Optimizing Interacting Potentials to Form Targeted Materials Structures
Conventional applications of the principles of statistical mechanics (the "forward" problems), start with particle interaction potentials, and proceed to deduce local structure and macroscopic properties. Other applications (that may be classified as "inverse" problems), begin with targeted configurational information, such as low-order correlation functions that characterize local particle order, and attempt to back out full-system configurations and/or interaction potentials. To supplement these successful experimental and numerical "forward" approaches, we have focused on inverse approaches that make use of analytical and computational tools to optimize interactions for targeted self-assembly of nanosystems. The most original aspect of our work is its inherently inverse approach: instead of predicting structures that result from given interaction potentials among particles, we determine the optimal potential that most robustly stabilizes a given target structure subject to certain constraints. Our inverse approach could revolutionize the manner in which materials are designed and fabricated. There are a number of very tangible properties (e.g. zero thermal expansion behavior), elastic constants, optical properties for photonic applications, and transport properties.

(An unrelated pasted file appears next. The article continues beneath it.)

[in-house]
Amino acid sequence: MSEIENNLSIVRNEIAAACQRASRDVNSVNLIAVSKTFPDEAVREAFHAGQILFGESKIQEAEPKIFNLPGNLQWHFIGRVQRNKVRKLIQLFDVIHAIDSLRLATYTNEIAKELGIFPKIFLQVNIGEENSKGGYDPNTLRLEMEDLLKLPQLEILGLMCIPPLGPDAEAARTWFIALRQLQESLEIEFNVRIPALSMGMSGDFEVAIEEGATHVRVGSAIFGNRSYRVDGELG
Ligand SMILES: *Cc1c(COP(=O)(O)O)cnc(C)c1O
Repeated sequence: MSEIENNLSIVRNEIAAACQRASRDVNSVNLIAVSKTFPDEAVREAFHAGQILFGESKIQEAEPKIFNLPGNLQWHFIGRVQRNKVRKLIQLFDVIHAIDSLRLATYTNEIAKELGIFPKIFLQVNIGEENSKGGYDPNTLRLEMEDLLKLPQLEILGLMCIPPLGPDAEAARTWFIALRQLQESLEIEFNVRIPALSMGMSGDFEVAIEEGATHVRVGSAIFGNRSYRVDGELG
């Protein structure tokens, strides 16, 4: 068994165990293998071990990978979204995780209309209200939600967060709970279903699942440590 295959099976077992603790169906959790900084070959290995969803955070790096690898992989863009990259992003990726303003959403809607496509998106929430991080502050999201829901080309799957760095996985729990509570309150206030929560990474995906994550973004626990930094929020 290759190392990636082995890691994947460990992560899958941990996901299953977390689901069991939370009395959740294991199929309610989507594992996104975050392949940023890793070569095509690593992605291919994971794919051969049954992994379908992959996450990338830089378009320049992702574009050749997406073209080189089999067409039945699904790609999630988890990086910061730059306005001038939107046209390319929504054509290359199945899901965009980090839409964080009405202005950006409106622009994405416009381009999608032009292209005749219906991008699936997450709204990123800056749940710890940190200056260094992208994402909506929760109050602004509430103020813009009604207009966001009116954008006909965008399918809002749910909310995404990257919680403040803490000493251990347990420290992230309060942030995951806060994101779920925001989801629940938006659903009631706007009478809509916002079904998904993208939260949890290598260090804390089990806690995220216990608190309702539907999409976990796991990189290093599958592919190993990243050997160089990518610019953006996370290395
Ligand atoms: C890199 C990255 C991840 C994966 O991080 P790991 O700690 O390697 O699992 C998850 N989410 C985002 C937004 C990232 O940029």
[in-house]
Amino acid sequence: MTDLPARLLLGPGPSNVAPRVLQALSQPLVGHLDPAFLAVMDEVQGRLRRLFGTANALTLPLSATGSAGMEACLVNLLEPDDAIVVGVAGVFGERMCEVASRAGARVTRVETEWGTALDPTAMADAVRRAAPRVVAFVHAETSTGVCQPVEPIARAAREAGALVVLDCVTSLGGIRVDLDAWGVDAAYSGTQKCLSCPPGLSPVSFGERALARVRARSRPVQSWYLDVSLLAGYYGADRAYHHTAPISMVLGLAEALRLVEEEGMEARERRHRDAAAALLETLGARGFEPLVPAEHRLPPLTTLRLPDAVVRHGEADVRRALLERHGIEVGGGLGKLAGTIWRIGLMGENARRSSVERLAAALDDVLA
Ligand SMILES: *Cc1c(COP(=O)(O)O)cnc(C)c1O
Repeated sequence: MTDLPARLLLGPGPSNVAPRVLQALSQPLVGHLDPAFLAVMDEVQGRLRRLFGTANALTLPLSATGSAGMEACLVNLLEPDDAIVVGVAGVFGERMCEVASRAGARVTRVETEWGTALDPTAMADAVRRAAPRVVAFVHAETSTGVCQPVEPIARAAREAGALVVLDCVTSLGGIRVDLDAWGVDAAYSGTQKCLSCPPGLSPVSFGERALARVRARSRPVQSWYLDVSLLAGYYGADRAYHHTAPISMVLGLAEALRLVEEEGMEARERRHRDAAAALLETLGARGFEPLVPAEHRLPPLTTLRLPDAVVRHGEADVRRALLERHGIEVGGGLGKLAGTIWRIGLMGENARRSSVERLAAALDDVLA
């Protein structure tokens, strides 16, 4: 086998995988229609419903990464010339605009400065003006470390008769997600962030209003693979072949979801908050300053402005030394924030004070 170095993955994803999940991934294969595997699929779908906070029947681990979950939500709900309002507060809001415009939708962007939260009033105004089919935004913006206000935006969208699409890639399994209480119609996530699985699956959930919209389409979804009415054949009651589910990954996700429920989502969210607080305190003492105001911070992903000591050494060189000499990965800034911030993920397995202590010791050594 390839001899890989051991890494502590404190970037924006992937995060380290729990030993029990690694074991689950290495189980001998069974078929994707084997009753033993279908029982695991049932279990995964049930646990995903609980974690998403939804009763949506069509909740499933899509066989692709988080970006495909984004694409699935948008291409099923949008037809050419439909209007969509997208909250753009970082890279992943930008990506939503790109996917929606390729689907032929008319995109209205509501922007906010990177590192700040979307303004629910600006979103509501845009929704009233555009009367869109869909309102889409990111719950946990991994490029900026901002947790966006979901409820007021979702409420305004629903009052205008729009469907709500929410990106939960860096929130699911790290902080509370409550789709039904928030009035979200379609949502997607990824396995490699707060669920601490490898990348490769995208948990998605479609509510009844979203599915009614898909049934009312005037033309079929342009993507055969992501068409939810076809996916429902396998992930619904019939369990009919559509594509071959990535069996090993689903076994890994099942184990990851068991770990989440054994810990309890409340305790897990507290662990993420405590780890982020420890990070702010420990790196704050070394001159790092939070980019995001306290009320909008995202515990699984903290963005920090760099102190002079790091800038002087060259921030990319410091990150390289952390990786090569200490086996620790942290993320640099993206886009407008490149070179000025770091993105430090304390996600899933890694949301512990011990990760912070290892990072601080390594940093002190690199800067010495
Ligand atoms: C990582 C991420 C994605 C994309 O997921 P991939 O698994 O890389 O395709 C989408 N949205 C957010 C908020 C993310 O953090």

- Publication Date:
- OSTI Identifier:
- Report Number(s):
- DOE Contract Number:
- Resource Type:
- Technical Report
- Research Org:
- Princeton Univ., NJ (United States)
- Sponsoring Org:
- USDOE Office of Science (SC), Basic Energy Sciences (BES) (SC-22)
- Country of Publication:
- United States
- 36 MATERIALS SCIENCE Inverse statistical mechanics, optimization, materials design
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